Author: Leonardo Uieda
Advisor: Valéria C. F. Barbosa
Institution: Observatório Nacional
Presented: 29 April 2016
Thesis PDF (in English): thesis.pdf
Thesis defense slides (in Portuguese): presentation.pdf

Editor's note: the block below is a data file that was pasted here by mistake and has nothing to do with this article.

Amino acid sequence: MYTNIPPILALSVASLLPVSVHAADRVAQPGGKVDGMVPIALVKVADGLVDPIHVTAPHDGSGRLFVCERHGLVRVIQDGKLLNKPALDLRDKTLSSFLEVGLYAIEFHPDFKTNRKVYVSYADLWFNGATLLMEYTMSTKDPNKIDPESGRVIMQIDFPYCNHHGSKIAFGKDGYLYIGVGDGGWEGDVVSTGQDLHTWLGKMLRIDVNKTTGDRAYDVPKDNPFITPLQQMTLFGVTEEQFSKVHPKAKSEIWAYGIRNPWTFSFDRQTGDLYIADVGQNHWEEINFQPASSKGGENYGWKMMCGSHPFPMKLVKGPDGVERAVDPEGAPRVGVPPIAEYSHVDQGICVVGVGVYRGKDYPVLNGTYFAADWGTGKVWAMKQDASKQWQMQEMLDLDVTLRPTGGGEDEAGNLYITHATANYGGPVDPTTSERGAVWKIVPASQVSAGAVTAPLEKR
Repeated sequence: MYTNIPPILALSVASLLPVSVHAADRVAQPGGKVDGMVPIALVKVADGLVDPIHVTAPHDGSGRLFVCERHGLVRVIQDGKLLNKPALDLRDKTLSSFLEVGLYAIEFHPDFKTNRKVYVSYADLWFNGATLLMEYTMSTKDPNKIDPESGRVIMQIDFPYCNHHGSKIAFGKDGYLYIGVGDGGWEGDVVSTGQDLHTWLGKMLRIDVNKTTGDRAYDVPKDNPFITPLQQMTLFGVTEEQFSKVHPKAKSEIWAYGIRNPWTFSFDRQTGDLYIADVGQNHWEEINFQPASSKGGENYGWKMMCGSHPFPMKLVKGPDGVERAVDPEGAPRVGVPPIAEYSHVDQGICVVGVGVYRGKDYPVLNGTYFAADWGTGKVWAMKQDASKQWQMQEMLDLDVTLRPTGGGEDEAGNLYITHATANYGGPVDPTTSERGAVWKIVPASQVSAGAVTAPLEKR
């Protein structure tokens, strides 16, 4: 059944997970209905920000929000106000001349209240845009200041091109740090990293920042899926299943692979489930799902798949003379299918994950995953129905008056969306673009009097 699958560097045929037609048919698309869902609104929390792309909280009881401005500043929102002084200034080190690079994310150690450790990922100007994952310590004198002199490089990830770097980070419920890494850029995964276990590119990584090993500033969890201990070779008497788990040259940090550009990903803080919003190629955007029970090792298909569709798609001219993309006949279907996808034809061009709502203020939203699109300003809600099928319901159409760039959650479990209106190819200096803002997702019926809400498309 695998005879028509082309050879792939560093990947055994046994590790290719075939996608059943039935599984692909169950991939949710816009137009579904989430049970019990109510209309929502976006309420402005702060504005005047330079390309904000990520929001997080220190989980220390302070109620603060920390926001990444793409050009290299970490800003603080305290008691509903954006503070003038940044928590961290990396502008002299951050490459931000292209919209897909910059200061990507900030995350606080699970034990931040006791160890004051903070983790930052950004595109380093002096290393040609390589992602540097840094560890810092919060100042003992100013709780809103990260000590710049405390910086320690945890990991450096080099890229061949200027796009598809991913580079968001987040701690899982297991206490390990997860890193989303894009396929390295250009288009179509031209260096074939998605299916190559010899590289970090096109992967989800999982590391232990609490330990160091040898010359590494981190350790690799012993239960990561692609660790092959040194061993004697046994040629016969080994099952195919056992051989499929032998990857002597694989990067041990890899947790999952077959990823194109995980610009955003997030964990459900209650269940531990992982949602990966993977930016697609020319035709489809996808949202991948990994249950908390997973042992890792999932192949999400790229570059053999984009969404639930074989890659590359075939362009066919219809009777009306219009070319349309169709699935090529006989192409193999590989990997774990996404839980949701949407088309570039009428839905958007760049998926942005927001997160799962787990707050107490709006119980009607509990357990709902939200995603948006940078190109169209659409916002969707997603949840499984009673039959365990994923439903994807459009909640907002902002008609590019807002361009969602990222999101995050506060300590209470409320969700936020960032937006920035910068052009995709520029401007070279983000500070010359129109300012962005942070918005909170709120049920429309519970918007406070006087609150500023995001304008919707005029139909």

We present methodological improvements to forward modeling and regional inversion of satellite gravity data. For this purpose, we developed two open-source software projects. The first is a C language suite of command-line programs called Tesseroids. The programs calculate the gravitational potential, acceleration, and gradient tensor of a spherical prism, or tesseroid. Tesseroids implements and extends an adaptive discretization algorithm to automatically ensure the accuracy of the computations. Our numerical experiments show that, to achieve the same level of accuracy, the gravitational acceleration components require finner discretization than the potential. In turn, the gradient tensor requires finner discretization still than the acceleration. The second open-source project is Fatiando a Terra, a Python language library for inversion, forward modeling, data processing, and visualization. The library allows the user to combine the forward modeling and inversion tools to implement new inversion methods. The gravity forward modeling tools include an implementation of the algorithm used in the Tesseroids software. We combined the inversion and tesseroid forward modeling utilities of Fatiando a Terra to develop a new method for fast non-linear gravity inversion. The method estimates the depth of the crust-mantle interface (the Moho) based on observed gravity data using a spherical Earth approximation. We extended the computationally efficient Bott's method to include smoothness regularization and use tesseroids instead right rectangular prisms. The inversion is controlled by three hyper-parameters: the regularization parameter, the density-contrast between the real Earth and the reference model (the Normal Earth), and the depth of the Moho of the Normal Earth. We employ two cross-validation procedures to automatically estimate these parameters. Tests on synthetic data confirm the capability of the proposed method to estimate smoothly varying Moho depths and the three hyper-parameters. Finally, we applied the inversion method developed to produce a Moho depth model for South America. The estimated Moho depth model fits the gravity data and seismological Moho depth estimates in the oceanic areas and the central and eastern portions of the continent. We observe large misfits in the Andes region, where Moho depth is largest. In Amazon, Solimões, and Paraná Basins, the model fits the observed gravity but disagrees with seismological estimates. These discrepancies suggest the existence of density-anomalies in the crust or upper mantle, as has been suggested in the literature.